canaliculi. It diffuses through the canalicular network from the blood vessels in the canals for maintenance of the osteocytes.

    5. Haversian systems are absent in spongy bone, but concentric lamellae with enclosed lacunae and osteocytes with intercommunicating canaliculi are present.

    E. Bone Cells

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  • 1. Four different types of cells are associated with bone however they should all be considered as different functional states of the same cell type.

    a. osteoprogenitor cells i. Comprise the population of cells in the innermost layer of the periosteum, the endosteal lining cells of the marrow cavities, and the lining cells of the haversian canals and Volkman’s canals.

    b. osteoblasts i. Differentiated bone forming cells responsible for the

    production of bone matrix. Its secretion of collagen and ground substance makes up the initial unmineralized bone or osteoid.

    ii. also associated with calcification of the matrix c. osteocytes

    i. mature bone cell and represents a transformed osteoblast. It is enclosed by the bone matrix that it had previously laid down.

    ii. Osteocytes maintain the bone matrix and are able to synthesize and resorb matrix to a limited extent

    iii. They extend their cytoplasmic processes through the canaliculi to contact by means of gap junctions similar to processes of neighboring cells.

    d. osteoclasts i. Large, motile, often multinucleated bone resorbing cells. ii. Their precursors are stem cells in blood producing tissue

    of bone, marrow and spleen. - stem cells differentiate into bone-resorbing monocytes and then fuse with others to form large multinucleated osteoclasts.

    iii. Considered to be members of the diffuse mononuclear phagocyte system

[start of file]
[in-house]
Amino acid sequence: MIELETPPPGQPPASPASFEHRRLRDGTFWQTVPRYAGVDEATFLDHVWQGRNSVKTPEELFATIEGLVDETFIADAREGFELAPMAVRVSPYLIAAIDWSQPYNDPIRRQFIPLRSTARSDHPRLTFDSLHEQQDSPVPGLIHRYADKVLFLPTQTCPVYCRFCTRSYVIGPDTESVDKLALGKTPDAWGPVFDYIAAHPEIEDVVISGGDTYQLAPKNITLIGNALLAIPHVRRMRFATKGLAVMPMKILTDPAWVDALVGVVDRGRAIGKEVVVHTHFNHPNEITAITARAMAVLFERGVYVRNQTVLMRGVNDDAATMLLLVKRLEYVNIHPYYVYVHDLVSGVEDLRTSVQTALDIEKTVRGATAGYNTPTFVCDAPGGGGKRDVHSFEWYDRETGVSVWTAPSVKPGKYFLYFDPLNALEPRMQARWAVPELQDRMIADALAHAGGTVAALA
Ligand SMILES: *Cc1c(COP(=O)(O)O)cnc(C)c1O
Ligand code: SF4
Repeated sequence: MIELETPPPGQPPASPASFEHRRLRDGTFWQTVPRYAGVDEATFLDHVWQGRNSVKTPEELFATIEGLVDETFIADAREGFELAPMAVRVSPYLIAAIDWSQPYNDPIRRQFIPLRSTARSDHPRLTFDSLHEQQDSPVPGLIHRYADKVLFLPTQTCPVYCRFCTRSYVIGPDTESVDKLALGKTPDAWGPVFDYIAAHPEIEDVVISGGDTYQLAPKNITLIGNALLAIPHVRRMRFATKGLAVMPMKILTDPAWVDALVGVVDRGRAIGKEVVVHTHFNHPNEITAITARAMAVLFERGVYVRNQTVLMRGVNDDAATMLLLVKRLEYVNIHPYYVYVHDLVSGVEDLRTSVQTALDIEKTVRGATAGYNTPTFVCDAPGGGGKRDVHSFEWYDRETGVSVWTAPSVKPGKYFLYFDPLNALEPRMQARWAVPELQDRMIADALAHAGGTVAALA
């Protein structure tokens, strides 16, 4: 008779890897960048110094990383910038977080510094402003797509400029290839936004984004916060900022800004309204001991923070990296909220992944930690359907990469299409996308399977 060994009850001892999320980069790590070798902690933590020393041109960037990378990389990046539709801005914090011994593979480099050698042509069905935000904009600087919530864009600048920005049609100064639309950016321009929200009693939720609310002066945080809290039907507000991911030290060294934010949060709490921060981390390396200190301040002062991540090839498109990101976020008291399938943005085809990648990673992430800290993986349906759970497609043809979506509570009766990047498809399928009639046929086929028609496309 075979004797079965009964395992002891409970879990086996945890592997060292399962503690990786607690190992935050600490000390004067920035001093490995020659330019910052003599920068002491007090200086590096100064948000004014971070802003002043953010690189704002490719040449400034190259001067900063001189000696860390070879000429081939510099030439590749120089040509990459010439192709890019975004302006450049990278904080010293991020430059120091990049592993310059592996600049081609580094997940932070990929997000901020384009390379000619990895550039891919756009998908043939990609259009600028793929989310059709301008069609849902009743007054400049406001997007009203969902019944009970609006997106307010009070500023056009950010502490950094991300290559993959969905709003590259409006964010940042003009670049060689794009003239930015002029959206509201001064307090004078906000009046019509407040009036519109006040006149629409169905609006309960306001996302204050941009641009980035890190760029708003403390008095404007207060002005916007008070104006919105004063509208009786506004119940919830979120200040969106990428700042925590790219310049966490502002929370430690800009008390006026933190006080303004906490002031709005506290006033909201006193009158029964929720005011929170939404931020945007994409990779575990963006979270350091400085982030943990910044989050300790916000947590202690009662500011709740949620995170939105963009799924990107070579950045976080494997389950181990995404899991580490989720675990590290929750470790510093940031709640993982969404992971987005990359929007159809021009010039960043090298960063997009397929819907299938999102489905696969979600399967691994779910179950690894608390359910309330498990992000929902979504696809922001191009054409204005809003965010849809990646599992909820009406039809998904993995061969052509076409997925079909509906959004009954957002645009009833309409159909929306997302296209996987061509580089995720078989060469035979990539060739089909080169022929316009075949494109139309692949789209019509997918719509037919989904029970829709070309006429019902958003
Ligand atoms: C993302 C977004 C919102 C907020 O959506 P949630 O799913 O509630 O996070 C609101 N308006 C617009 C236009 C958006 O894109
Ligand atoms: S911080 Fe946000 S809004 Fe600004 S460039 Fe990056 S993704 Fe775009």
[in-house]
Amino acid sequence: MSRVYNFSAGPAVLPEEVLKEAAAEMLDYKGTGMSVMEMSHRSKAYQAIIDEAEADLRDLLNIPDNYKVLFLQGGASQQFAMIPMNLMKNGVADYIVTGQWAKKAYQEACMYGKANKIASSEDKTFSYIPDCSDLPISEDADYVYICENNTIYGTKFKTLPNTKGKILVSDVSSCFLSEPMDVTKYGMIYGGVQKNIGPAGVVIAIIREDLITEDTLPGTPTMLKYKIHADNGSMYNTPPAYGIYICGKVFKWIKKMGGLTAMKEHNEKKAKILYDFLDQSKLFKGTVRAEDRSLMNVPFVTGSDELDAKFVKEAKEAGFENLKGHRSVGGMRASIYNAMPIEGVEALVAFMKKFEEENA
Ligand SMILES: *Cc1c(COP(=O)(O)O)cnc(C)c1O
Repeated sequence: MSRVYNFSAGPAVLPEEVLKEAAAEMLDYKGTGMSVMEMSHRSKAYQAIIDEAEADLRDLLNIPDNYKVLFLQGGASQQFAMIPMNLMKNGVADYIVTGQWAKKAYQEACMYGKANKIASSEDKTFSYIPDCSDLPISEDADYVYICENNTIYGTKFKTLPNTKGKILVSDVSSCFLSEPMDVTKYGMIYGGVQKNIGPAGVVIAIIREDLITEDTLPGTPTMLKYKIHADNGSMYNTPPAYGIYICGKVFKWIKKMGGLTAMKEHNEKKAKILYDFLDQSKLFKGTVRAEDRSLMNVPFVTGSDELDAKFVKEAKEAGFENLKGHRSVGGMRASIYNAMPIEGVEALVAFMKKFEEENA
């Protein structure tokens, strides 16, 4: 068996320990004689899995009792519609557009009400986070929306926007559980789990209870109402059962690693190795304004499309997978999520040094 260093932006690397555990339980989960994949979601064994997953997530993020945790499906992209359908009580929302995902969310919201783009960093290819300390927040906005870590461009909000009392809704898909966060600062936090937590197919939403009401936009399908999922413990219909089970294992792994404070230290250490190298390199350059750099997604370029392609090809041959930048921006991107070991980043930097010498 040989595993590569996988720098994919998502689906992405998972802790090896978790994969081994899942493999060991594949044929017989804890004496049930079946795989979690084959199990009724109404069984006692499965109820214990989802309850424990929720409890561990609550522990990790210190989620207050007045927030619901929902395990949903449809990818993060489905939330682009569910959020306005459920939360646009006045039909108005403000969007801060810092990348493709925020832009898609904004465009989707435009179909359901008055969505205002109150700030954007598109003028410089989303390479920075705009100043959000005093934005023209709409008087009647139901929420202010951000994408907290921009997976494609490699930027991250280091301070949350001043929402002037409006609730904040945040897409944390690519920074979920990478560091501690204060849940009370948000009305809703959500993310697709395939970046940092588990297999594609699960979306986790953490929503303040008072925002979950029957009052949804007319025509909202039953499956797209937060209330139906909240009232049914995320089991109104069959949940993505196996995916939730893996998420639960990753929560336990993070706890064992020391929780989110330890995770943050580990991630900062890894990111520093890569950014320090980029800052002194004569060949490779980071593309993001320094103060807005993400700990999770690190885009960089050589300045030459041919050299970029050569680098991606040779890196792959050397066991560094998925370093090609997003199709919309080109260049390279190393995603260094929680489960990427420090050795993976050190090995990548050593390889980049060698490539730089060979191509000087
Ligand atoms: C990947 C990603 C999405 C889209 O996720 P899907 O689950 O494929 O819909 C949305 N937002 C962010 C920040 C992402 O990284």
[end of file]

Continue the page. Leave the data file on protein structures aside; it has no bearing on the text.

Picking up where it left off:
III. Composition of Bone A. Adult bone is 25% water, 45% mineral, and 30% organic matter. B. Calcium constitutes about 37% of the mineral content of bone. C. Phosphorus accounts for 18% of the mineral content of bone. D. Organic fraction of bone is about 90% collagen which is converted to gelatin

    when heated in an aqueous solution.

    IV. Bone Formation A. Classified according to the environment in which it is formed

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  • 1. heteroplastic a. formed in tissue other than skeleton

    2. endochondral a. develops from cartilage, preformed in the fetus, but continues

    after birth from cartilage plates located between the metaphysis and epiphysis, and from the periosteum that surrounds the cortex

    3. intramembranous a. formed without intervention of cartilage, These bones are

    preformed in a fibroid membrane which is then infiltrated with osteoid tissue that later becomes calcified.

    i. Flat bones of the skull ii. Mandible iii. Clavicle

    B. Remodeling of bone 1. Established on the preexisting bone 2. Mechanism of remodeling is identical whether the original bone was

    formed by endochondral or intramembranous ossification. 3. Sequence of actual bone formation during remodeling consists of osteoblasts laying down osteoid tissue, which is subsequently ossified

    V. Growth of Long Bones After Birth A. Increase in bone length depends on the presence of a cartilage plate (epiphyseal

    plate), wherein four zones are recognized which extend from the epiphysis to the diaphysis.

    1. Zone of reserve cartilage 2. Proliferation 3. Hypertrophy 4. Calcified matrix

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  • Endochondral Ossification: 1 – epiphyseal bone, 2 – zone of reserve cartilage, 3 – zone of proliferation, 4 – zone of hypertrophy,

    5 – zone of calcification, 6 – zone of ossification

    B. Beyond the zone of calcified matrix are the developing trabeculae that comprise the spongy bone of the metaphyses.

    C. Cartilage does not have a blood supply and nutrition of the cartilage cells (chondrocytes) depends on diffusion of extracellular fluid from its source to the chondrocytes that lie with their lacunae.

    D. Unlike osteocytes, chondrocytes are still able to divide after they have become embedded in cartilage matrix.

    E. When chondrocytes from the zone of reserve cartilage undergo division, the chondrocytes become organized into distinct columns and a zone of proliferation is recognized that is directed towards the diaphysis.

    F. Each division of cells brings about larger cells; thus the zone of hypertrophy. 1. This has the effect of compressing the matrix into linear bands between

    the columns of hypertrophied cells. G. After several divisions, the hypertrophied cells become further removed from the

    epiphyseal plate and become active in bringing about calcification of the cartilage matrix.

    H. Calcification, coupled with increasing distan